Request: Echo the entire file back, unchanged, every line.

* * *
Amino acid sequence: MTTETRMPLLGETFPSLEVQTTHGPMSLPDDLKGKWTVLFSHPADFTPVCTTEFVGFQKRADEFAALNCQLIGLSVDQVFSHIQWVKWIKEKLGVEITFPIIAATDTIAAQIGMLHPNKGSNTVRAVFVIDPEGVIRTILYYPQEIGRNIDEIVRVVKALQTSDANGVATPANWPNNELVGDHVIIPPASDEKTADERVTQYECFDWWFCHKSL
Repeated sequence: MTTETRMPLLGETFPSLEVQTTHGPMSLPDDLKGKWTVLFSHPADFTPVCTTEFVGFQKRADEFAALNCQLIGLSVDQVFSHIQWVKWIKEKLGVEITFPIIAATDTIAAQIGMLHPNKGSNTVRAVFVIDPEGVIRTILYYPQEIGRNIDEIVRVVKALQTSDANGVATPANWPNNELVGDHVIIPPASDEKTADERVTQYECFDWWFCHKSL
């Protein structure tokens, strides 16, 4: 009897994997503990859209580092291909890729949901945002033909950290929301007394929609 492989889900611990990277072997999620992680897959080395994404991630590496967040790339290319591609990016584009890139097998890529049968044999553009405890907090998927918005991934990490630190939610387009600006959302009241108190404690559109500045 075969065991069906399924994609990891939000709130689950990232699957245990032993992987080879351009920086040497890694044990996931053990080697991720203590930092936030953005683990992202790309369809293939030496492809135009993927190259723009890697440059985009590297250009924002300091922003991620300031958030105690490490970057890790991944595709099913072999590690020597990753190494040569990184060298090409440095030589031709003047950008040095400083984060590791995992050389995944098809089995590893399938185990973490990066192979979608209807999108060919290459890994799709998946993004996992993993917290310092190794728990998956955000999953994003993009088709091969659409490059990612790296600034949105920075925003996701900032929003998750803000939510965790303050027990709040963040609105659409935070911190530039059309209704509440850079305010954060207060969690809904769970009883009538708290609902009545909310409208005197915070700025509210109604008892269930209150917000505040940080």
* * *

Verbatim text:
Amino acid sequence: MTTETRMPLLGETFPSLEVQTTHGPMSLPDDLKGKWTVLFSHPADFTPVCTTEFVGFQKRADEFAALNCQLIGLSVDQVFSHIQWVKWIKEKLGVEITFPIIAATDTIAAQIGMLHPNKGSNTVRAVFVIDPEGVIRTILYYPQEIGRNIDEIVRVVKALQTSDANGVATPANWPNNELVGDHVIIPPASDEKTADERVTQYECFDWWFCHKSL
Repeated sequence: MTTETRMPLLGETFPSLEVQTTHGPMSLPDDLKGKWTVLFSHPADFTPVCTTEFVGFQKRADEFAALNCQLIGLSVDQVFSHIQWVKWIKEKLGVEITFPIIAATDTIAAQIGMLHPNKGSNTVRAVFVIDPEGVIRTILYYPQEIGRNIDEIVRVVKALQTSDANGVATPANWPNNELVGDHVIIPPASDEKTADERVTQYECFDWWFCHKSL
């Protein structure tokens, strides 16, 4: 009897994997503990859209580092291909890729949901945002033909950290929301007394929609 492989889900611990990277072997999620992680897959080395994404991630590496967040790339290319591609990016584009890139097998890529049968044999553009405890907090998927918005991934990490630190939610387009600006959302009241108190404690559109500045 075969065991069906399924994609990891939000709130689950990232699957245990032993992987080879351009920086040497890694044990996931053990080697991720203590930092936030953005683990992202790309369809293939030496492809135009993927190259723009890697440059985009590297250009924002300091922003991620300031958030105690490490970057890790991944595709099913072999590690020597990753190494040569990184060298090409440095030589031709003047950008040095400083984060590791995992050389995944098809089995590893399938185990973490990066192979979608209807999108060919290459890994799709998946993004996992993993917290310092190794728990998956955000999953994003993009088709091969659409490059990612790296600034949105920075925003996701900032929003998750803000939510965790303050027990709040963040609105659409935070911190530039059309209704509440850079305010954060207060969690809904769970009883009538708290609902009545909310409208005197915070700025509210109604008892269930209150917000505040940080």